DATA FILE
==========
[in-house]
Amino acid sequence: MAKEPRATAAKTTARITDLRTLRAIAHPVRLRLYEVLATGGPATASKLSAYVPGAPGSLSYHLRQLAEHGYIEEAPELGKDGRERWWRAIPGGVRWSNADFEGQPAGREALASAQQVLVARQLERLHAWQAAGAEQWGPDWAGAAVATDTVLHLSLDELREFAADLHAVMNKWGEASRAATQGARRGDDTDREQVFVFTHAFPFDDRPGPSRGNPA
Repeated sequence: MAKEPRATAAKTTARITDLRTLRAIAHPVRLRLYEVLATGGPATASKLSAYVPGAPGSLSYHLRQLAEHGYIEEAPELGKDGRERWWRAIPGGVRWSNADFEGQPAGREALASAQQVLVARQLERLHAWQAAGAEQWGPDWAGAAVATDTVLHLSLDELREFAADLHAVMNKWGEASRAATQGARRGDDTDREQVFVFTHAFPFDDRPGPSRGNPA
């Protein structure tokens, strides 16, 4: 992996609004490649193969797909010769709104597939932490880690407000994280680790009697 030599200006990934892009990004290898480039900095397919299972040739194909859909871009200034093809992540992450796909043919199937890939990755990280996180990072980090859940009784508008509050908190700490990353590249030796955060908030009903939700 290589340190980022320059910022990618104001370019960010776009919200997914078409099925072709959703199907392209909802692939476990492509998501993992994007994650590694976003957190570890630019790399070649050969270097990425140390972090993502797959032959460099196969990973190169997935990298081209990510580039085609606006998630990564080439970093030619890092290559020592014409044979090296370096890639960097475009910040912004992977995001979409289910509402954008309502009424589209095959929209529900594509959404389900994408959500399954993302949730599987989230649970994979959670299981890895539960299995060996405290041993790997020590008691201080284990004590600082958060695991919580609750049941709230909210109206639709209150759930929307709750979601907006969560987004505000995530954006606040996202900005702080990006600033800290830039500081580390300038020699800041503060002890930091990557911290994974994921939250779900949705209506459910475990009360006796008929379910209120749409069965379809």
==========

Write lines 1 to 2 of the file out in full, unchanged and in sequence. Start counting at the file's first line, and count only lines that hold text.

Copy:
[in-house]
Amino acid sequence: MAKEPRATAAKTTARITDLRTLRAIAHPVRLRLYEVLATGGPATASKLSAYVPGAPGSLSYHLRQLAEHGYIEEAPELGKDGRERWWRAIPGGVRWSNADFEGQPAGREALASAQQVLVARQLERLHAWQAAGAEQWGPDWAGAAVATDTVLHLSLDELREFAADLHAVMNKWGEASRAATQGARRGDDTDREQVFVFTHAFPFDDRPGPSRGNPA